Git

If you are serious about programming, you must have a version control system. If you do not use git, then you have a very rare project on your hands. You run Git on the command line outside of your editor until you find a great extension that runs it for you. Since you heard about Coc, you should know there is an extension for that framework, but they admit themselves that it is short on features. So the most popular is vim-fugitive. Install it using your favourite plugin manager. Once you have it installed, you can run git just as if you were on the command line. It also adds many features that both act on your repository and your buffer. You can use it to run the difference in vim, and it also has many plugins for famous providers. You also have a statusline option that you can add to your status line. You will see an example of this further down.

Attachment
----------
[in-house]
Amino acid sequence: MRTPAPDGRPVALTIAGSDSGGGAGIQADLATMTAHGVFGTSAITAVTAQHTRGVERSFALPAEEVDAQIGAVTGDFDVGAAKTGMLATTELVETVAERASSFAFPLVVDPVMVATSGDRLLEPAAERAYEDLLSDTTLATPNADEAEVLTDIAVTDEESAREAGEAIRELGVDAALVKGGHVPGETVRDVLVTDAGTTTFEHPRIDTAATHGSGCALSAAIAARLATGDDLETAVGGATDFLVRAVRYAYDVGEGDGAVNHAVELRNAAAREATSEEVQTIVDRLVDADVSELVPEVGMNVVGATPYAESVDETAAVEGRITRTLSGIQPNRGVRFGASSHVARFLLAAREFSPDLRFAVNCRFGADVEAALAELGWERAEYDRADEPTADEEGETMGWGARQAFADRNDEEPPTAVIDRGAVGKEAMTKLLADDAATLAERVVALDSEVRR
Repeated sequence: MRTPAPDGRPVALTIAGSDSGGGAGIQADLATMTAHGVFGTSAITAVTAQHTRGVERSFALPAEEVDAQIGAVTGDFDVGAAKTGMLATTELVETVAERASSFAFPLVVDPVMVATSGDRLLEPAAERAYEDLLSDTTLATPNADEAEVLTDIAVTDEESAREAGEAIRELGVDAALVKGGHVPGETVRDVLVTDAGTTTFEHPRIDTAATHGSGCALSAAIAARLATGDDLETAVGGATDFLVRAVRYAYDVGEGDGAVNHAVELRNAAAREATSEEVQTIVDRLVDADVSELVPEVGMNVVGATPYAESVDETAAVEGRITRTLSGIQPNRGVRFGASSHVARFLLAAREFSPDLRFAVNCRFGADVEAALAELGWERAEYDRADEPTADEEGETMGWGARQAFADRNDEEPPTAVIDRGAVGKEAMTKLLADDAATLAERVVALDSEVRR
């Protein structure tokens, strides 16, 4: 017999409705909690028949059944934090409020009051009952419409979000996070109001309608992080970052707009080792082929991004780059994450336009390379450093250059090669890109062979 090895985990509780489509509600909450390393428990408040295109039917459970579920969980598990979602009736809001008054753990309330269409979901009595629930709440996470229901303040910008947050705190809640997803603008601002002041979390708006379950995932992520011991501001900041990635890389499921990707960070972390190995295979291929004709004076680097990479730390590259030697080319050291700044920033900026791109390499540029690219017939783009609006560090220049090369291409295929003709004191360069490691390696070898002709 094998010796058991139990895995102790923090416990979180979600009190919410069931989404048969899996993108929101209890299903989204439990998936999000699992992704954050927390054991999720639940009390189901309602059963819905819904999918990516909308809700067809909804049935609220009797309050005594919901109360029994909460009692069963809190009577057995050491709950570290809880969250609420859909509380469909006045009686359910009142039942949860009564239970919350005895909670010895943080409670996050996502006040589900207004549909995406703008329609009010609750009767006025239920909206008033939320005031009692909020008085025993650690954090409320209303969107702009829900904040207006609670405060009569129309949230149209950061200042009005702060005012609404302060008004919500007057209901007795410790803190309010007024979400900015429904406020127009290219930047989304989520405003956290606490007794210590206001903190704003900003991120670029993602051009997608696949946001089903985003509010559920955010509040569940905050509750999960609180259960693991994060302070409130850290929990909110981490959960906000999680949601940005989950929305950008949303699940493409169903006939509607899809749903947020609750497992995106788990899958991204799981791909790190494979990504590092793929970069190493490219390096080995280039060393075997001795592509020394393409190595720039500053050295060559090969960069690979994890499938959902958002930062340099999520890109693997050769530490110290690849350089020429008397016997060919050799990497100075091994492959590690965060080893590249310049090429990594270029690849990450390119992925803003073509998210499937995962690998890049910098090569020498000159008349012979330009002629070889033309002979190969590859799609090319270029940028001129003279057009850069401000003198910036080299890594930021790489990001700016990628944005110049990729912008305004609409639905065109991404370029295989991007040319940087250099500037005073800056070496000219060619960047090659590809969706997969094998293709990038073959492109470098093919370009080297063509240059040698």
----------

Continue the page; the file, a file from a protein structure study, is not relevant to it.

Other odd ones you might like.

Once you have all the functions in your editor, you may want to spice up your experience. You may want to have a nice status line at the bottom of the screen. Use vim-airline for that, there are many others, but this one looks light and airy. To install, add ‘vim-airline/vim-airline’ to your configuration. Your taskbar will instantly look better, and you can tweak more at your leaisure.

https://github.com/vim-airline/vim-airline

One way to make both your status bar look better and most other parts of the interface is to add nice icons to the install. The ‘ryanoasis/vim-dev-icons’ is a great choice for these icons. Install the regular way; it plays well with vim-airline and many other extensions.